Day 34 (of 186) inspired by last weeks #weirded via Tom Petty, the Canadian version via @thehipdotcom

Day 34 (of 186) inspired by last weeks #weirded via Tom Petty, the Canadian version via @thehipdotcom

It’s sometimes hard to be an “early adopter” and have to be patient while others catch up to ‘trends’ that evolve from fad to mainstream. The music for many of us in Canada has mirrored this in our appreciation for one of Canada’s greatest music groups The Tragically Hip whose frontman Gord Downie recently passed away. The Hip were only too aware that some of their thinking (and singing) was ‘ahead of the curve’. Writing songs ranging from rants about social issues including incorrect jail sentencing to the treatment of our First Nations Communities (Gord’s last song was connected to a picture book and an amazing video about Canadas Residential Schools: The Secret Path with larger tv component on one of Canadas darker pasts:

It’s safe to say that it is sometimes tragic to be hip – there is sadness in knowing what should be (what is hip) and what really is. It’s why whether the Hip were playing at a dorm party at the University of Manitoba, at an open air festival, on Saturday Night Live (where they played Grace Too and Nautical Disaster ) or performing for a ‘final concert’ for Canada:

Gord Downie was always willing to use his medium of creating socially aware – great music to send messages – Wheat Kings helps tell the story of someone (Dave Millgaard) sent to prison for a crime he did not commit. Again bringing up the idea and question about what we do when we do something and then later need to figure out what we should have done differently once we are aware it was a wrong decision.

One of their bigger hits, New Orleans is Sinking is about remaining resilient against ongoing obstacles – specifically that the city of New Orleans has an eroding coast (not including hurricanes) which works agains the city – yet it remains enduring and strong – and inspiring us to consider what we do that keeps us “strong”.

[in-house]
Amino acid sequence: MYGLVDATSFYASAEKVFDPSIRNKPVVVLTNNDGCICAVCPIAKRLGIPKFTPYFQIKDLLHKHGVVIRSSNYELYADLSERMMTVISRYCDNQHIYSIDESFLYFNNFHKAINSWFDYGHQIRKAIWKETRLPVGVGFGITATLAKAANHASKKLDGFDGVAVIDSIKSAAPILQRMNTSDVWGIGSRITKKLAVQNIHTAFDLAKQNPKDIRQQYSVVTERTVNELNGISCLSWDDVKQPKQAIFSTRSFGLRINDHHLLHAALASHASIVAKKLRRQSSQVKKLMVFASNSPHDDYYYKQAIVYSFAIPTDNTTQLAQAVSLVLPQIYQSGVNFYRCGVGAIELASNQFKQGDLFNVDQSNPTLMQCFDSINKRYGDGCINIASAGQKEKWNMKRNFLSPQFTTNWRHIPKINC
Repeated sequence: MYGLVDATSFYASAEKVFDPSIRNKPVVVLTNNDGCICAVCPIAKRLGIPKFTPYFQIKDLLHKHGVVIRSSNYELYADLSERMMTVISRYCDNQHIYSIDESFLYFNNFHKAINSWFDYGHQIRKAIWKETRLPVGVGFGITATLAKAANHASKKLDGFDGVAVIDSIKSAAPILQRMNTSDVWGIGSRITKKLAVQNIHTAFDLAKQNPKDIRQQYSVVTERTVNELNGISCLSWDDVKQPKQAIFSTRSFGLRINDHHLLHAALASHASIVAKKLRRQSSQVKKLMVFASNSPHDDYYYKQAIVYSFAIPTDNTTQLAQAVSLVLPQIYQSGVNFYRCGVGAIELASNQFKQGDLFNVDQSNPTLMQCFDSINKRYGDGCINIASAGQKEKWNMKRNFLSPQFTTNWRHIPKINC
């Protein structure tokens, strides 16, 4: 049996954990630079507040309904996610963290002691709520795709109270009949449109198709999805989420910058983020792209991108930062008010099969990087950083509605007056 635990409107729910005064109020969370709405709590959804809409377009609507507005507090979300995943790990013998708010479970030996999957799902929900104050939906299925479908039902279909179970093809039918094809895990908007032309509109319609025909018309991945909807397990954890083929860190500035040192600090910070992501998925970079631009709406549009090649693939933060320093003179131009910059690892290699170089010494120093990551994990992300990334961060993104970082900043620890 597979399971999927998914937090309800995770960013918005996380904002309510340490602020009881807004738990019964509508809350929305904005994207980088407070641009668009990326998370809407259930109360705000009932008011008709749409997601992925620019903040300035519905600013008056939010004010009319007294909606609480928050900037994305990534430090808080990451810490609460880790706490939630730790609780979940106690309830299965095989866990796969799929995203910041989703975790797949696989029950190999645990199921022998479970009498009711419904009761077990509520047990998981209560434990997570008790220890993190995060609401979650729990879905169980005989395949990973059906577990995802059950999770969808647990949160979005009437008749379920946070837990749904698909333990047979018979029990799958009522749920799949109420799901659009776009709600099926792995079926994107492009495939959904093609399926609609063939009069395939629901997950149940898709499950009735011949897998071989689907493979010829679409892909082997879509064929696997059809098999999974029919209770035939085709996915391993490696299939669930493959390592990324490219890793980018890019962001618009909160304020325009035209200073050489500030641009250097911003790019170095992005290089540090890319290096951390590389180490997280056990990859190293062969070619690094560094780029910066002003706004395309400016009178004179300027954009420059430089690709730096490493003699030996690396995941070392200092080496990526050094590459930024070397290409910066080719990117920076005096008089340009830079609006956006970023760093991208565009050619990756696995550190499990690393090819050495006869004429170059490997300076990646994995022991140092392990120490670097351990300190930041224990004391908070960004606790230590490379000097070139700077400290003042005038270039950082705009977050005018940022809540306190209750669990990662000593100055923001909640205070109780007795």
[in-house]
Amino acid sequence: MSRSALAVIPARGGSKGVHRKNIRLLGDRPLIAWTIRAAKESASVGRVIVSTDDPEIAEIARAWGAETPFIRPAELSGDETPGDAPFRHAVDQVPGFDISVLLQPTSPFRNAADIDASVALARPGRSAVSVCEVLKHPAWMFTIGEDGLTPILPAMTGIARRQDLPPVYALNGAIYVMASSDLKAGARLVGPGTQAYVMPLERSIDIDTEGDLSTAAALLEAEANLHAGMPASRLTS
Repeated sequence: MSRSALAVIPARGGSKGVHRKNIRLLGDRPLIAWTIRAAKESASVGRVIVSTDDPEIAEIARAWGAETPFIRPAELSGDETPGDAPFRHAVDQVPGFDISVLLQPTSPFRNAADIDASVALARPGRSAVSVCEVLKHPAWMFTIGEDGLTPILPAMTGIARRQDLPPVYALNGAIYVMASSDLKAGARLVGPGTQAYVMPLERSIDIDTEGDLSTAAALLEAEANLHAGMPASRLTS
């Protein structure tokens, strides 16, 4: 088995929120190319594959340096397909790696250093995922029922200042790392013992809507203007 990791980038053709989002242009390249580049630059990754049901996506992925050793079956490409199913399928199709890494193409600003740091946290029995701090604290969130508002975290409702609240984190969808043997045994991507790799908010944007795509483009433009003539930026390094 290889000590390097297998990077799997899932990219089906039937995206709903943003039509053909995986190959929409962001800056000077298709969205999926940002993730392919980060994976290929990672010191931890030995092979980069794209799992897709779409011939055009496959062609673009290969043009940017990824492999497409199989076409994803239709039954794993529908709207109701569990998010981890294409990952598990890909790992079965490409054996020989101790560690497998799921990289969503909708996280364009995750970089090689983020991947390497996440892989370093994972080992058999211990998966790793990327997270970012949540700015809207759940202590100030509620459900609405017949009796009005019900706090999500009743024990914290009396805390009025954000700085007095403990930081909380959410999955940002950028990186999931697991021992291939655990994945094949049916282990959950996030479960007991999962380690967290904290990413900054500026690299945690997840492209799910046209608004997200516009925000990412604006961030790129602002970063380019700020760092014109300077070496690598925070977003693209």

At the same time, The Tragically Hip were able to show how a country is made up of many subcultures – Blow at High Dough helps show that even when we have a common history (in this case materials) – sometimes our cultures have sayings and actions that don’t necessarily easily translate to other regions. My own experience has had friends shaking their heads to me when I support sports teams that are on the right side of the content (#westcoastbias) rather than teams in Toronto – which according to some would be the Canadian-thing-to-do… (but they usually live on the other side of the rockies 😉

The playlist of songs of The Hip is strong and deep – even their ‘greatest hits’ package Yer Favourites doesn’t have them all, but is an easy compilation to hit ‘shuffle’ on. It will bring up songs that make you have to consider how you deal with friends/families/schools that think different – politically, relgiously, etc in songs like At The Hundredth Meridian where an natural boundary can mean the changing of a world….. or the underrated (but often pops up in ‘top 3 lists’) Bobcaygeon which has us wondering – is it better to have an evil in the open, or just below the surface….

It can be tragic to be hip – when you know what should be done (but isn’t) it can be very hard. But Gord Downie (literally) worked on raising awareness until the end. Even when told he wouldn’t make his final concert series, he did (it was at his home town after all) and went out of his way to help raise awareness of our Truth and Reconciliation Committee work to acknowledge previous wrongs such as our Residential School System. Canada likes to see itself as a world leader in peace and doing the right thing. It’s sometimes hard to look inside and see that who we want to be isn’t necessarily how we have been….kind of like what comes out via the song Ahead by a Century There are important things to learn by looking back at our past – in some cases things that work but in other cases things not to do again…!

If time allows, it can be valuable to listen and think about some final songs from the Hip:

Looking for a place to Happen which makes us consider perspective – can you share a time where you thought you were doing something awesome….but maybe it wasn’t so good? And Fully Completely which asks us can we be both logical and emotional (as educators)? Can we ever be “done” learning?

Deep questions from a deep thinking musician whose passing has impacted and influenced many canadians – and hopefully many south of the 49th parallel!

About technolandy

Principaling on the Pacific in Powell River BC Pushing 'technologization' in education: blending technology and curriculum seamlessly. Advocate for better understanding of Anxiety in Education (and use of self-regulation) Utilizing ePortfolios & Descriptive Feedback to personalize learning!
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